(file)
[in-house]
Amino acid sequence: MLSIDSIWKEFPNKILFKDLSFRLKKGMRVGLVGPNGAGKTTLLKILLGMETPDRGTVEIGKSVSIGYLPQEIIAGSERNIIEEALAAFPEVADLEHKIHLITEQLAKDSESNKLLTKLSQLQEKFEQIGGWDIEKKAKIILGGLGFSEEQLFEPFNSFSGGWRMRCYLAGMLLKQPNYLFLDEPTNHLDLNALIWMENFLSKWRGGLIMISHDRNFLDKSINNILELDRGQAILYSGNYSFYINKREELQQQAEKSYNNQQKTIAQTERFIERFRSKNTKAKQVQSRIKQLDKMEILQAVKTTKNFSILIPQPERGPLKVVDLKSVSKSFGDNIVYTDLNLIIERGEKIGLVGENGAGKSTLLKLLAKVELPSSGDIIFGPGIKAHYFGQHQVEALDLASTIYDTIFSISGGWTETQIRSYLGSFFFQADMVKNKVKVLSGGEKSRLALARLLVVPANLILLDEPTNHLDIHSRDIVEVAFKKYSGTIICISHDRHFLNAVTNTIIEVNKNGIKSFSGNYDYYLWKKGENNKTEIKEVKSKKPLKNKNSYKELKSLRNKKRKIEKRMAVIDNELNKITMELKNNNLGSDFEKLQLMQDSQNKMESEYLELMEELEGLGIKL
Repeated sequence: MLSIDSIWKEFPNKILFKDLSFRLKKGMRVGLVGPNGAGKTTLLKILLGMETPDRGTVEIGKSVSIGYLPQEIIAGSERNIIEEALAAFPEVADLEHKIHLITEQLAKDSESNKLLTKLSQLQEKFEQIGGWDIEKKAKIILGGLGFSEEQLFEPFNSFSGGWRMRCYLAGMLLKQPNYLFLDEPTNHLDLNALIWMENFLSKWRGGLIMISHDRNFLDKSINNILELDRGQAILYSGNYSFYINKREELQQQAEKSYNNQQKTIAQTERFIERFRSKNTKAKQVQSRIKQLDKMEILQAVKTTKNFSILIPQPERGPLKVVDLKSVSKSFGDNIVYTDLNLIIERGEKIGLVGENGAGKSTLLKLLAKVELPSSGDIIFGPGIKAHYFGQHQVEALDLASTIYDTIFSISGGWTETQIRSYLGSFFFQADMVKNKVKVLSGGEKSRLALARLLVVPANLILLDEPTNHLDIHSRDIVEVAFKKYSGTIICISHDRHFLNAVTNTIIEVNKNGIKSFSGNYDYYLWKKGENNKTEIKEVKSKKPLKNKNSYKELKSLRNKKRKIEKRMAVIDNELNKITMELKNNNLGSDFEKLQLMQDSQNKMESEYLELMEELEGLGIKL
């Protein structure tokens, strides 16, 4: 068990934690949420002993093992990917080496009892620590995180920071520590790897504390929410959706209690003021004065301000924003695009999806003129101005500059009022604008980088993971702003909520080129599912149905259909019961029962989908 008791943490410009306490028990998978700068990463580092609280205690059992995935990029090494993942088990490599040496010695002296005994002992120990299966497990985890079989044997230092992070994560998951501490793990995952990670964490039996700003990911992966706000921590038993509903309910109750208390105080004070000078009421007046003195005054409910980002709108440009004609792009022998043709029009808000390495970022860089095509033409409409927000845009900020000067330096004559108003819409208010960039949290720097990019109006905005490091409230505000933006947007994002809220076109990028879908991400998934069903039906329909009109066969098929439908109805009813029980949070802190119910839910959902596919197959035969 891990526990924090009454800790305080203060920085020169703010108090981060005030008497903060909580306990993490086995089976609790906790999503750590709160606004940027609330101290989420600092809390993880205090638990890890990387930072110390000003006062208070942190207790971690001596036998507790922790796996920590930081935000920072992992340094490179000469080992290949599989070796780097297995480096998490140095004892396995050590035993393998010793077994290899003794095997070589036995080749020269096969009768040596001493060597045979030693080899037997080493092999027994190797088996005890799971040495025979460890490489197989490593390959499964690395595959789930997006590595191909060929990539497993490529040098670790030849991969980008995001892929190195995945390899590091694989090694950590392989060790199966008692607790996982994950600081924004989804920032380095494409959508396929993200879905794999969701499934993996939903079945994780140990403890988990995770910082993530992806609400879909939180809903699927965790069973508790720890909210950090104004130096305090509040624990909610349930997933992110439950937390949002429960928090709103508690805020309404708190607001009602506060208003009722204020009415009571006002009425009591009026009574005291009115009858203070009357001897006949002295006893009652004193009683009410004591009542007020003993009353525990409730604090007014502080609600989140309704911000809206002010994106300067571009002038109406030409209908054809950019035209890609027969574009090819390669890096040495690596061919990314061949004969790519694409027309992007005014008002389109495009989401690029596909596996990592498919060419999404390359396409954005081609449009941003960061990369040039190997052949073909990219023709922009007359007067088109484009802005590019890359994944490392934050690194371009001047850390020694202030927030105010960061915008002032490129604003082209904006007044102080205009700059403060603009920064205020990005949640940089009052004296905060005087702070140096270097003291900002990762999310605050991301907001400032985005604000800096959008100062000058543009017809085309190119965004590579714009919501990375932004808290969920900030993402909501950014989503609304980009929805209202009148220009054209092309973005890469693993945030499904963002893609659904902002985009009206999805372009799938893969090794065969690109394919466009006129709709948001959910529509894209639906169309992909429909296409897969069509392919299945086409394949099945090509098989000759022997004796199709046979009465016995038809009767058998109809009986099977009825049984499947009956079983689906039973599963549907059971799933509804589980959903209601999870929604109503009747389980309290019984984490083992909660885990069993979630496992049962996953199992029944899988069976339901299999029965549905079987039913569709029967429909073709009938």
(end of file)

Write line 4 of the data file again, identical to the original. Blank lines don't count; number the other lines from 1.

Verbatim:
């Protein structure tokens, strides 16, 4: 068990934690949420002993093992990917080496009892620590995180920071520590790897504390929410959706209690003021004065301000924003695009999806003129101005500059009022604008980088993971702003909520080129599912149905259909019961029962989908 008791943490410009306490028990998978700068990463580092609280205690059992995935990029090494993942088990490599040496010695002296005994002992120990299966497990985890079989044997230092992070994560998951501490793990995952990670964490039996700003990911992966706000921590038993509903309910109750208390105080004070000078009421007046003195005054409910980002709108440009004609792009022998043709029009808000390495970022860089095509033409409409927000845009900020000067330096004559108003819409208010960039949290720097990019109006905005490091409230505000933006947007994002809220076109990028879908991400998934069903039906329909009109066969098929439908109805009813029980949070802190119910839910959902596919197959035969 891990526990924090009454800790305080203060920085020169703010108090981060005030008497903060909580306990993490086995089976609790906790999503750590709160606004940027609330101290989420600092809390993880205090638990890890990387930072110390000003006062208070942190207790971690001596036998507790922790796996920590930081935000920072992992340094490179000469080992290949599989070796780097297995480096998490140095004892396995050590035993393998010793077994290899003794095997070589036995080749020269096969009768040596001493060597045979030693080899037997080493092999027994190797088996005890799971040495025979460890490489197989490593390959499964690395595959789930997006590595191909060929990539497993490529040098670790030849991969980008995001892929190195995945390899590091694989090694950590392989060790199966008692607790996982994950600081924004989804920032380095494409959508396929993200879905794999969701499934993996939903079945994780140990403890988990995770910082993530992806609400879909939180809903699927965790069973508790720890909210950090104004130096305090509040624990909610349930997933992110439950937390949002429960928090709103508690805020309404708190607001009602506060208003009722204020009415009571006002009425009591009026009574005291009115009858203070009357001897006949002295006893009652004193009683009410004591009542007020003993009353525990409730604090007014502080609600989140309704911000809206002010994106300067571009002038109406030409209908054809950019035209890609027969574009090819390669890096040495690596061919990314061949004969790519694409027309992007005014008002389109495009989401690029596909596996990592498919060419999404390359396409954005081609449009941003960061990369040039190997052949073909990219023709922009007359007067088109484009802005590019890359994944490392934050690194371009001047850390020694202030927030105010960061915008002032490129604003082209904006007044102080205009700059403060603009920064205020990005949640940089009052004296905060005087702070140096270097003291900002990762999310605050991301907001400032985005604000800096959008100062000058543009017809085309190119965004590579714009919501990375932004808290969920900030993402909501950014989503609304980009929805209202009148220009054209092309973005890469693993945030499904963002893609659904902002985009009206999805372009799938893969090794065969690109394919466009006129709709948001959910529509894209639906169309992909429909296409897969069509392919299945086409394949099945090509098989000759022997004796199709046979009465016995038809009767058998109809009986099977009825049984499947009956079983689906039973599963549907059971799933509804589980959903209601999870929604109503009747389980309290019984984490083992909660885990069993979630496992049962996953199992029944899988069976339901299999029965549905079987039913569709029967429909073709009938």